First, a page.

Siddharthnagar (Uttar Pradesh): Gautam Kumar, a student
of Class 10, eagerly waits for his school to get over so he can
join his friends - not to play games, but asking others his age
not to marry.
The 16-year-old is among around 200 members of a young brigade,
striving to prevent child marriages in villages of Siddharthnagar
district, some 350 km from Lucknow.
"Our main aim is to convince the locals not to marry off their
sons and daughters before they turn 21 and 18 respectively,"
Gautam, a native of Dohni village, told IANS.
"It really feels great to work for a social cause. Students of my
age must not forget that they are victims of the social evil that
cannot be weeded out without their cooperation and support," he
The credit for empowering Kumar and other teenagers to take up the
social cause goes to the NGO Shohratgarh Environmental Society
"Students and youths in the age group of 15-20 years are
contributing their bit to sensitising villagers about the ill
effects of child marriages," SES secretary B.S. Srivastava told
For over two years, SES has been undertaking training and
counselling programmes for teenagers to make them aware of
problems related to child marriages and early pregnancies.
"The 200 members, both boys and girls, serve as peer educators,
primarily targeting people in the age group of 15-20 years. With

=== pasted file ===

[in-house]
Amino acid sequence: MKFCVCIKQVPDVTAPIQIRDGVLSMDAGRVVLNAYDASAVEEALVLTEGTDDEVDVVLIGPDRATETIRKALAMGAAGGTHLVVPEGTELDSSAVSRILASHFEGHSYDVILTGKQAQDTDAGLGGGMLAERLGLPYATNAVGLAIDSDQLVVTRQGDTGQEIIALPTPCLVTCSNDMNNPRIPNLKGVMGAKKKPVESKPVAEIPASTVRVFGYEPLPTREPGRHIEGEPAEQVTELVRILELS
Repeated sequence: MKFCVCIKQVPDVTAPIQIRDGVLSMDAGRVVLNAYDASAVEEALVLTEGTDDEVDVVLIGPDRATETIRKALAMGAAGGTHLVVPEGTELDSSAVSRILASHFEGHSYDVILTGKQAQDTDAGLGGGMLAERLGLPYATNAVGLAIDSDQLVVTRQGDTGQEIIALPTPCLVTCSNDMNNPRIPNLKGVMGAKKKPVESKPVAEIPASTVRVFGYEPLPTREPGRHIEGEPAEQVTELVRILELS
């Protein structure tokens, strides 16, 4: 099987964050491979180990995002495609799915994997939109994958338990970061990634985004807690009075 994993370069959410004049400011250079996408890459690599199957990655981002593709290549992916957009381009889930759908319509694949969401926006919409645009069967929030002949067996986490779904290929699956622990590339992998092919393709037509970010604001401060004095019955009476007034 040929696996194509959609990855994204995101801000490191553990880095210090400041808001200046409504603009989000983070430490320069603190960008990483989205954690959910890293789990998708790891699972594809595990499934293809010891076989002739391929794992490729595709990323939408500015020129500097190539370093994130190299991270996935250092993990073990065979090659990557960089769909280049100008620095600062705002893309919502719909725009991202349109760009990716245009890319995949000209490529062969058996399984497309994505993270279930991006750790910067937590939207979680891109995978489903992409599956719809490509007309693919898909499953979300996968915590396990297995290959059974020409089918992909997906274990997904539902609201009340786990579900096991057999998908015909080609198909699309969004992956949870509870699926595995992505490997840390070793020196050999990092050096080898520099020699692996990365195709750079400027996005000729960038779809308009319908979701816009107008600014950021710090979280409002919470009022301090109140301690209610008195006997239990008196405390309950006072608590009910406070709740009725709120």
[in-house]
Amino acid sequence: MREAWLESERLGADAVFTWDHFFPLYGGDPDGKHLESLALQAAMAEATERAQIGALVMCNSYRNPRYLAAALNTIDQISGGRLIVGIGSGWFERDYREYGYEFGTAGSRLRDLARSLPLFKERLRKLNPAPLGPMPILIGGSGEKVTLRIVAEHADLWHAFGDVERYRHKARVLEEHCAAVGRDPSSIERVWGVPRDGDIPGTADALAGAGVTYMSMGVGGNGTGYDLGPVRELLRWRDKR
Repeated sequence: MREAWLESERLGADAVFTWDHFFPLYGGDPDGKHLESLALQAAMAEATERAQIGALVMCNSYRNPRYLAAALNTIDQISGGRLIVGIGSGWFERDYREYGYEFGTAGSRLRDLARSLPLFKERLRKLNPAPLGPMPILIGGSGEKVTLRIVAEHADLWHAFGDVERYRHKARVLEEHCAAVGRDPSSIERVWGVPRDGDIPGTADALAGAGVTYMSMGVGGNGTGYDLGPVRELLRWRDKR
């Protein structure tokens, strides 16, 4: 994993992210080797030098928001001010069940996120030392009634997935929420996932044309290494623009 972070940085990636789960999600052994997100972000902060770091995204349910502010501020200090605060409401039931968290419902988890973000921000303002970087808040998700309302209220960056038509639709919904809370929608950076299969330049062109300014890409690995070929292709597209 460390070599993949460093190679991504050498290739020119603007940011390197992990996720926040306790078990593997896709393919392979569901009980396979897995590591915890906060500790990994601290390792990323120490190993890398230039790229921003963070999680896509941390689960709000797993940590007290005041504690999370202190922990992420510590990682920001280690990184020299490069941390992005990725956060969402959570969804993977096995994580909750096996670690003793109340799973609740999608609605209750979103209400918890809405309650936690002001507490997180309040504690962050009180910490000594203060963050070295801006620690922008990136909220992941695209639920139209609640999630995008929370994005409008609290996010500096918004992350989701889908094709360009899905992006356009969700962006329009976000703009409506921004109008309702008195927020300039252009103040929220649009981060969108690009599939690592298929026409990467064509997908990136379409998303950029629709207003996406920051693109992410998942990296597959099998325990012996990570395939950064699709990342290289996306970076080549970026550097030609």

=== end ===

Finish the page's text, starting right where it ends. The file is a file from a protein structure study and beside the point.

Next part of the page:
young peer educators, the target audience tends to take them
seriously. This is probably because peer educators are also of
their age group," he added.
At present, with the help of peer educators, SES covers around 60
villages in Siddharthnagar.
"We visit door to door, organise public meetings, distribute
manuals and engage in other activities also to make students of
our age group aware of the social evil. Those who come into
contact with us thereafter sensitise others, including their
parents, relatives or neighbours," said Sakal Gupta, 18, a Class
12 student and native of Baadgun village.
"Apart from physical problems, we also tell the target group about
the additional responsibilities that automatically come with early
marriage. We tell them that without a job it would not be possible
for them to take care of their family," he added.
Peer educators believe if students take out some time in
undertaking a campaign against child marriages, the social evil
can be fought independently by them.
"Social activists and government agencies are doing their work,
but if students also join in the fight, they could bring more
positive changes in society," said Gupta.